In my graduate class on Arab politics, we would often puzzle over decisions autocratic leaders have made that did not seem to make sense, either in moral or strategic terms. It was often tempting to take the intellectually lazy route and think they were simply crazy or stupid. In order to make the discussion more productive, the professor would suggest that we assume the leaders are at least as smart as ourselves. In recent weeks, the only person convicted in the 1988 Lockerbie bombing was released to Libyan soil, where he received a jubilant welcome organized by Libyan leader Col. Muammar el Kadafi.
NEWS
By John Murphy and John Murphy,Sun Foreign Reporter | May 19, 2007
JERUSALEM -- When the Palestinians unveiled their new unity government in March, they hailed it as an intellectual powerhouse. Educated at some of the top U.S. universities, the new ministers included physicians, engineers, university professors and authors. But the violence that has engulfed the Gaza Strip this week suggests that solving the riddle of the deep divisions between Hamas and Fatah is beyond even this government's capabilities. More than 50 Palestinians have been killed in some of the deadliest fighting between the two Palestinian factions, yet the power-sharing government, which was designed to end the bloodshed, has been helpless to restore calm.
NEWS
December 12, 2004
TO SAY THAT Haiti is on the brink of disaster would be a major understatement, 10 months after it became a rudderless nation. The island is riding a wave of catastrophe heading straight for calamity. Heavily armed gangs terrorize the streets of the teeming capital, Port-au-Prince, while opposing, equally fortified militias run the countryside. Interim leaders, who billed themselves as experienced technocrats who could hit the ground running, are still trying to figure out what political ground to stand on. Having dismissed the demands of supporters of ousted President Jean-Bertrand Aristide, they underestimated the resolve of those violently agitating for his return.
NEWS
By Matthew Hay Brown and Tom Burton and Matthew Hay Brown and Tom Burton,ORLANDO SENTINEL | February 28, 2004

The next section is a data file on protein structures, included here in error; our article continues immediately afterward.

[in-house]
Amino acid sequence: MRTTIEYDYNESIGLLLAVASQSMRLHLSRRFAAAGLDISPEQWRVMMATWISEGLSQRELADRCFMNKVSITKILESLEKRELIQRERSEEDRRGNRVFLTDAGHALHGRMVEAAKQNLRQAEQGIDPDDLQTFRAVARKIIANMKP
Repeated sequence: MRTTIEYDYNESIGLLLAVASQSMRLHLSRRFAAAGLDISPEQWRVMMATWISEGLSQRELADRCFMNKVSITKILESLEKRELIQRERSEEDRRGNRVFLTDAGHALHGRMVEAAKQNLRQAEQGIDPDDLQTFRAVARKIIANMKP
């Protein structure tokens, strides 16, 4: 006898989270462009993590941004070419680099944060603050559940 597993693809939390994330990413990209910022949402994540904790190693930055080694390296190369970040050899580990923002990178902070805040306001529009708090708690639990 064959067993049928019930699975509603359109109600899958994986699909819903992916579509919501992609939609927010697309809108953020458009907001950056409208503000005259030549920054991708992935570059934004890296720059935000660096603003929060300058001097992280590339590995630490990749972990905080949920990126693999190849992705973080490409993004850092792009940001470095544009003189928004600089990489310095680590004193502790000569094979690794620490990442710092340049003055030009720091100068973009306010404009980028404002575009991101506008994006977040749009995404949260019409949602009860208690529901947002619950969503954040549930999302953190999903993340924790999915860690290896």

PORT-AU-PRINCE, Haiti - With a growing rebel uprising closing in and security forces nowhere in sight, Haiti's capital collapsed yesterday into a chaos of street executions, arson and looting. Masked gunmen patrolling the city in pickups fired into the air while looters raided dockside warehouses. Pistol-waving youths at downtown roadblocks robbed foreigners of money, cell phones and, in some cases, their cars. Bodies, some mutilated, lay in the streets. More than three weeks into an armed uprising that has quickly seized the northern half of the country, it appeared that an increasingly isolated President Jean-Bertrand Aristide finally had unleashed his chimeres - Creole for "monsters" - in a desperate last bid to remain in power.
NEWS
By NEW YORK TIMES NEWS SERVICE | December 2, 1999
SEATTLE -- It took only a few minutes for the people in the monarch butterfly costumes and union jackets to realize that what was planned as the biggest American demonstration yet against global trade here yesterday had turned into a burst of window-breaking and looting in the late afternoon light.A surge of violence that ended in a civil emergency began when a knot of people clad in black broke away from the main demonstration and started overturning Dumpsters, stoking fires and smashing windows of stores and restaurants.
NEWS
By Daniel Morris | September 1, 2009
In my graduate class on Arab politics, we would often puzzle over decisions autocratic leaders have made that did not seem to make sense, either in moral or strategic terms. It was often tempting to take the intellectually lazy route and think they were simply crazy or stupid. In order to make the discussion more productive, the professor would suggest that we assume the leaders are at least as smart as ourselves. In recent weeks, the only person convicted in the 1988 Lockerbie bombing was released to Libyan soil, where he received a jubilant welcome organized by Libyan leader Col. Muammar el Kadafi.